Once again, it takes a bit of practice to make proper flares. Hence, you should plan to have some extra scrap tubing pieces to practice making flares before you tackle your expensive brake line project. Once you get the hang of it, it makes perfectly usable and leak-free flares.

Pros

  • Inexpensive brake flare tool
  • Ideal for metric brake lines and fittings

Cons

  • Not as durable as other tools
  • Instructions are not accurate- watch a video on YouTube before using it

Key Features

  • Includes tubing reamer, arbor, and metric dies
  • Creates 45-degree double flares and DIN bubble flares
  • Includes a carrying case

2. RIGID Pipe Flaring Tool

RIGID Pipe Flaring Tool

Right away, it’s worth mentioning that the Rigid flaring tool isn’t the best choice for automotive applications since it only creates single flares, and dies to create automotive double or bubble flares are not available.

Where this flaring tool really comes in handy is when working on low-pressure systems like oil heaters, refrigerators, AC systems, and basically anything that needs single flares. The RIGID model will create 45-degree single flares in steel, stainless, hard copper, and brass tubing and can flare tubing from ⅛-inch up to ¾-inches.

Meanwhile, the unique ratcheting action allows you to make smooth and consistent flares without the arm-bending force many other tools require. The ratcheting features also helps to prevent splits since the pressure is applied smoothly and evenly across the line.

Once again, avoid buying this model if you are working on automotive tubings such as brake lines and fuel lines. The flare type on those systems is essential for creating a solid seal. Under pressure, a single flare may split, causing a leak. However, you can use this tool to maintain the equipment in your shop. It’s ideal for many hydraulic systems, AC units, heaters, and many common fittings you’ll find on low-pressure systems.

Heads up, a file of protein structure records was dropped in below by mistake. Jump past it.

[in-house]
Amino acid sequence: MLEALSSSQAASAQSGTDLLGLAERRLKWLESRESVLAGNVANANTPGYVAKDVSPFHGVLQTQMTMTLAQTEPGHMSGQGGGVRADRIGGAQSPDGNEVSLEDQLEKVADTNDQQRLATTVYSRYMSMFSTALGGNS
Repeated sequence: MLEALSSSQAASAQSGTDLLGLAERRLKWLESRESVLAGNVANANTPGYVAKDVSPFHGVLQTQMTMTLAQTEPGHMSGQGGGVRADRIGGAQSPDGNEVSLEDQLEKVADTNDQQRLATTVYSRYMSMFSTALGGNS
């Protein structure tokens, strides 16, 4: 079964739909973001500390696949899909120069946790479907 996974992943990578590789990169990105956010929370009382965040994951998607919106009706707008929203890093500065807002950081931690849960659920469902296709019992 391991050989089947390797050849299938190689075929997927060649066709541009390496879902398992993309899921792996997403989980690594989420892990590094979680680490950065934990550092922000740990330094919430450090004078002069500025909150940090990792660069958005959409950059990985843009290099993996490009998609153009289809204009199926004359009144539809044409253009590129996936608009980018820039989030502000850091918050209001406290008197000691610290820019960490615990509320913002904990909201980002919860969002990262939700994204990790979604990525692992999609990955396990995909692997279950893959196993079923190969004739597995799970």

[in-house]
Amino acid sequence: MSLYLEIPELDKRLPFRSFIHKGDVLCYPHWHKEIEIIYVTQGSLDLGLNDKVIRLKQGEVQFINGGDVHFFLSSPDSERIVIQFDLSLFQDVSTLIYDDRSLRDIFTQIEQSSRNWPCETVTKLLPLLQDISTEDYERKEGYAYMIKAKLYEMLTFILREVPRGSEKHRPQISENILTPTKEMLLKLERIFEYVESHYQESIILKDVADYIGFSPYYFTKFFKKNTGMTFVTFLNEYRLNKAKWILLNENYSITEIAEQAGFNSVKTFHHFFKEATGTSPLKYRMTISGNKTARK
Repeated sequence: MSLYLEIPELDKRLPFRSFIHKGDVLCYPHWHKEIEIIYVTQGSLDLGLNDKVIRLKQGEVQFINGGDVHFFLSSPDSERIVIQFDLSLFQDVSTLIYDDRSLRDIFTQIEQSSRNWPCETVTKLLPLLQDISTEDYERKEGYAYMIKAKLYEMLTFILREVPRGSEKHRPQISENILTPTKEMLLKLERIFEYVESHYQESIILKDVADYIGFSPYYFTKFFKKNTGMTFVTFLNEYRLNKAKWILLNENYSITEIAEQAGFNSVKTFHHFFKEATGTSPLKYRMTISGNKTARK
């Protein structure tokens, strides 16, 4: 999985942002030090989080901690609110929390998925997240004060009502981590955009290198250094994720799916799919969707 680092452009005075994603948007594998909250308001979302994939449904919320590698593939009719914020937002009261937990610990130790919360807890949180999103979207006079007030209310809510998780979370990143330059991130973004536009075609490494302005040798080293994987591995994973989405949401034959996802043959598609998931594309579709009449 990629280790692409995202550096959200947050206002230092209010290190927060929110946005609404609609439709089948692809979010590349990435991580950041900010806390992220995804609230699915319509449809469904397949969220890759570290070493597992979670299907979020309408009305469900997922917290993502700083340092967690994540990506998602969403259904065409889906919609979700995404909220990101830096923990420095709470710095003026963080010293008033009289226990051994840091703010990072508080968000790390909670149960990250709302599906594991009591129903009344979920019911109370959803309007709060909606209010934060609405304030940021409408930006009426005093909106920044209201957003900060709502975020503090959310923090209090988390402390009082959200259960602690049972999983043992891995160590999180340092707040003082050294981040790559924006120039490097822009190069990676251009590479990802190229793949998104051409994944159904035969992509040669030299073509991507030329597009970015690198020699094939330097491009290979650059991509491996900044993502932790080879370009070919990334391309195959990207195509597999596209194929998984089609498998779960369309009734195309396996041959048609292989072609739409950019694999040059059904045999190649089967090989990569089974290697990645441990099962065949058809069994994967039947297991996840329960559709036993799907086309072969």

Pros

  • Ratcheting action makes smooth, even flares without any effort
  • Flare bar and yoke makes it easy to get the correct size quickly—no time wasted looking for the correct die
  • Works well in confined spaces

Cons

  • Only makes single flares
  • Not for automotive applications

Key Features

  • Yoke and flaring bar with ratcheting handle for precision flares
  • Produces 45-degree SAE flares only
  • Use with steel, stainless, hard copper, and brass tubing
  • Handles ⅛-inch to ¾-inch tubing sizes

3. Capri Tools 3/16” Flaring Tool

Capri Tools 3/16” Flaring Tool

This Capri flaring tool is one of the best buys for working on brake lines. It does only one thing but it does it really well: create double and bubble flairs in a 3/16-inch tubing, the size found on most modern hydraulic brake systems. In fact, it’s so good that Capri Tools claims it will create flairs in half the time compared to competitors—and it’s actually true.

Capri Tools speeds up the process of making a bubble or double flare by simplifying its flaring tool. Rather than having an arbor that handles various dies, this tool uses a single die inserted in different positions to achieve the correct flare. Once the die is set to the brake lines, you simply use a 17mm wrench to turn the die into the arbor and create the flare. It’s that easy.

Furthermore, it’s fantastic for creating flares on brake lines without having to remove them from the vehicle. Brake line fittings on older cars, those that have leaking brake lines in fact, are usually super rusty and you are often better repairing the line in place. Removing it might only cause more harm than good.

The arbor’s compact design makes it easy to get into tight spots and still have the necessary force to flare the tubing. And for even better comfort, it comes with a rubberized handle for on-car repairs. On the other hand, if you are installing new fittings on a new line, rest assured, it works even better when held in a vice.